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They have the skills to lead multidisciplinary teams and improve health services for us all.
On a chilly morning in February 2020, Beth Wachire watches over her team at Mathare North Health Facility in Nairobi, Kenya.
As the deputy nurse-in-charge, Beth oversees 25 health workers—including 15 nurses and several community health workers.
Beth’s team serves around 58,683 people in one of the largest slums in Nairobi. Despite resource limitations and other challenges, the team, Beth says, functions like a well-oiled machine as they provide essential health services, including family planning, safe delivery, and HIV prevention and treatment. Mutual respect is key.
“The way I interact with them, the way I hear them, the way I talk to them—I try to be part of them,” she says. “I work with them in maternity, I mentor them. And for some, I continue education, like neonatal obstetric care. When they have an emergency, they call me and I help them.”
With training and support for leadership, Beth is leading the team to make a big difference for the surrounding community, particularly for women.
When Beth first arrived at her post at Mathare North in 2013, the maternity ward was not fully operational, delivering only 20-30 babies per month. But through a leadership and development training program sponsored by USAID, Beth developed the skills to increase deliveries at the facility.
“We educated women every day on the importance of delivering in the health facility,” Beth says. “We worked with community health volunteers and community health assistants. We went out into the community and campaigned for mothers to deliver in the facility. By the end of the program, our team managed to deliver an average of 102 babies per month.”
Beth and her team also expanded the types of contraception methods the facility offers.
“A few years ago, I went through a five-month comprehensive reproductive health course that was supported by Nairobi County,” she says. “I was trained on long-acting family planning methods, so I’m now able to insert an IUD and an implant.”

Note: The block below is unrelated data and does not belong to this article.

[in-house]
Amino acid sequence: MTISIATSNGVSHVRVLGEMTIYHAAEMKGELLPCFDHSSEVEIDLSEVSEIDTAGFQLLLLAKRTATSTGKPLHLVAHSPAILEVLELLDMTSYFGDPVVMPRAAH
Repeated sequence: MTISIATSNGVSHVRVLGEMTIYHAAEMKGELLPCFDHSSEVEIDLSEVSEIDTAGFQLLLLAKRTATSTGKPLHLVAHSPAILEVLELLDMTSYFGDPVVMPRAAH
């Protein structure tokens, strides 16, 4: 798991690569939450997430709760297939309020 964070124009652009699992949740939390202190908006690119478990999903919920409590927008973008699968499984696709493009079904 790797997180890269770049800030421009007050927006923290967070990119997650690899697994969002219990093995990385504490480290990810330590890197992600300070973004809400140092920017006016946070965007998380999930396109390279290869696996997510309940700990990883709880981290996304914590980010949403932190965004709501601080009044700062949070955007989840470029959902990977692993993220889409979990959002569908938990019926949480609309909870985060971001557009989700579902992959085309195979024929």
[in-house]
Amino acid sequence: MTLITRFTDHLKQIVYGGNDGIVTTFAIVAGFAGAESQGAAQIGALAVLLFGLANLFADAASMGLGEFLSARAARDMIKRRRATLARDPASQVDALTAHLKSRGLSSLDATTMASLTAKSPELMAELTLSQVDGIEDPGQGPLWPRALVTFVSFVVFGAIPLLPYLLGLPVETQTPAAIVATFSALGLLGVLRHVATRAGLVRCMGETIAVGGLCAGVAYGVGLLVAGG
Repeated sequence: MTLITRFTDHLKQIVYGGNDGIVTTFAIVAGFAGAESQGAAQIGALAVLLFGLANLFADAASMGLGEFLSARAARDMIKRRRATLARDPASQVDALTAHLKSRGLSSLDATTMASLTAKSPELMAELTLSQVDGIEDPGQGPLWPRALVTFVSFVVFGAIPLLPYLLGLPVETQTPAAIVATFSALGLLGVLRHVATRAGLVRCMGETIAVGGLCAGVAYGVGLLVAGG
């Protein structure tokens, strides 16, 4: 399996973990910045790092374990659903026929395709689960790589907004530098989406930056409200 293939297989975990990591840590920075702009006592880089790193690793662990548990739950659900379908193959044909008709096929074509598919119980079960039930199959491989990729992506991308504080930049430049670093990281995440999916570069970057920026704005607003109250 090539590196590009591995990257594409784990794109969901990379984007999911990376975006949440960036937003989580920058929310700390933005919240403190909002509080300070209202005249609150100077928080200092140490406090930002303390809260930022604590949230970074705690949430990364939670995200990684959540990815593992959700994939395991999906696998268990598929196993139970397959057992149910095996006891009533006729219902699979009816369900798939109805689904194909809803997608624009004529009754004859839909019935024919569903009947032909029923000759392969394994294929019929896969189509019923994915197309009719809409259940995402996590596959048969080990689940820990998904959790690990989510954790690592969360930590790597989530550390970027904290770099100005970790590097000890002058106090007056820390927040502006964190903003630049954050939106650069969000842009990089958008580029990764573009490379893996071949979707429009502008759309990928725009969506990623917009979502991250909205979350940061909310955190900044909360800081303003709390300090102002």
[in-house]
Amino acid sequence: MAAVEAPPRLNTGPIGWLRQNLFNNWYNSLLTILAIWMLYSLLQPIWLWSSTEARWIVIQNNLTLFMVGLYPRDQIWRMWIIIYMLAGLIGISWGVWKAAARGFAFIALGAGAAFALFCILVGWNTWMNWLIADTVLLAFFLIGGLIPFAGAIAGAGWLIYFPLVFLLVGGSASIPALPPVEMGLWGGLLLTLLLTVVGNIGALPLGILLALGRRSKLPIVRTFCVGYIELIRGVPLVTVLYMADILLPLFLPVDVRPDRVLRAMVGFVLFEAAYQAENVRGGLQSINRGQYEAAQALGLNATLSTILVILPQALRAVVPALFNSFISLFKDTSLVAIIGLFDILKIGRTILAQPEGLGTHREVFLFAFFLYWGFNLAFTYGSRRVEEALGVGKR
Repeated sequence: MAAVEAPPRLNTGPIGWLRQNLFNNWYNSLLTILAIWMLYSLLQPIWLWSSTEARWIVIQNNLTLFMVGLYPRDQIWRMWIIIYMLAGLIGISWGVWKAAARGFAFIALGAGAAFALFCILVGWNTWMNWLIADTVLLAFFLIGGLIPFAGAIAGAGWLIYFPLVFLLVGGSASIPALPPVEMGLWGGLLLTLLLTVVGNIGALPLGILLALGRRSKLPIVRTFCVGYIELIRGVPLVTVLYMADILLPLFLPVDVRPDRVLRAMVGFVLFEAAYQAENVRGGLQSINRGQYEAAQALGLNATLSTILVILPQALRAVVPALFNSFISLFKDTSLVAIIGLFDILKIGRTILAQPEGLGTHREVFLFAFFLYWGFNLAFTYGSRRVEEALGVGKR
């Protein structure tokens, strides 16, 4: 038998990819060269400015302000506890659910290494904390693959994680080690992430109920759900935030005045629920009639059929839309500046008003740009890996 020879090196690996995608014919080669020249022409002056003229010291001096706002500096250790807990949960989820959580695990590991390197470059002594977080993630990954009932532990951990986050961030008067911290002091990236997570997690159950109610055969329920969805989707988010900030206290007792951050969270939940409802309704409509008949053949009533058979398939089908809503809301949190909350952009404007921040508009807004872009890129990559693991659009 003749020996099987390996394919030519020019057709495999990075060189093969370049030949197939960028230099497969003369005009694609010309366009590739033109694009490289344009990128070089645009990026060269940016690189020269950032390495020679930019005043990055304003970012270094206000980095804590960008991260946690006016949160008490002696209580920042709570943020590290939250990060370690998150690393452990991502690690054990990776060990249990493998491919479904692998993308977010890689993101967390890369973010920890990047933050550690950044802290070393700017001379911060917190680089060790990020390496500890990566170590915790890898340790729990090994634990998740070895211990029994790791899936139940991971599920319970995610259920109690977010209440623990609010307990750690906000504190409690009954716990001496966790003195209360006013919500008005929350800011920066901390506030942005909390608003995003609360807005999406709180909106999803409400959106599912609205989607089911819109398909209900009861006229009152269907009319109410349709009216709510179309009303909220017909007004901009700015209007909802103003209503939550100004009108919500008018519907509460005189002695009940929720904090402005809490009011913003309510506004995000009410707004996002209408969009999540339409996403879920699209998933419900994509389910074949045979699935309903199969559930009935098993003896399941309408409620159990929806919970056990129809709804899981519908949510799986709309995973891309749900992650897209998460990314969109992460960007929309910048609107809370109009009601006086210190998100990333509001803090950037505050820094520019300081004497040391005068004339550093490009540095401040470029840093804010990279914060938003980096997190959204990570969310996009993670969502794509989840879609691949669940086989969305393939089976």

Now Beth mentors other nurses at the facility on these methods. Together the team at Mathare North Health Center provides family planning services to more than 700 clients every month.
“We don't work alone as nurses,” Beth says. “We work with other cadres. We work with the community of volunteers, the mentor mothers. They are the link between the community and the health facility. So we are a team.”
Beth exemplifies nurse leadership. She spreads the credit and calls out the hard work of others to motivate the team to continue improving. She ensures her colleagues feel valued and that they have a role in the health outcomes of their community. And it shows in the team’s success at Mathare North–in January, they delivered a record 105 babies.
“In Kenya, many people think nurses are doctors' assistants,” Beth says. “And they don't know how much training a nurse undergoes. They don't know the skills that a nurse has.”
Nurses like Beth have the skills to lead multidisciplinary teams of health workers, but health leaders and donors need to offer additional opportunities and empower nurses, especially women nurses, to become leaders.
“In a facility like this, most of the services are nursing services,” Beth says. “We have antenatal services. We have family planning services, immunization services, maternity services. Here all those departments are run by nurses.”
Nurses can be the answer to many of the world’s health problems, but only if we remove persistent barriers, including for women and for young nurses, that are routinely put in their way and provide them with the correct support and training.
Women like Beth, Scholastica, Rachel, Florence, and Margaret make up at least 70% of the health workforce around the world, yet hold only 25% of health leadership positions.
This International Nurses Day, we urge you to take time and find out what nurses need to be leaders.
IntraHealth International, Johnson & Johnson, and Nursing Now explored gender-related barriers to nurse leadership. After conducting a survey of more than 2,500 nurses and midwives around the world, they found that nurses and midwives want more preparation for leadership, including leadership training and mentoring.
Here are a few recommendations based on the report:
As part of IntraHealth’s partnership with Johnson & Johnson to advance nurse leadership, we're highlighting stories of nurse leaders that we gathered on a trip to Kenya. See Big Changes Needed to Recruit and Retain Young Nurses, in Kenya and Beyond.
And throughout 2020: The Year of the Nurse and the Midwife, IntraHealth is a partner on the Nurses Lead | Midwives Lead campaign with Seed Global Health, the Frontline Health Workers Coalition, the G4 Alliance, Nursing Now, Partners in Health, and Smile Train. The campaign is raising the profile of nurses and midwives all year and calling for increased investment in the global nursing and midwifery workforce. Visit www.nursesandmidwiveslead.org to read, watch, and hear stories from nurses and midwives advancing care in communities across the globe, and use the #NursesLead hashtag to continue raising awareness.
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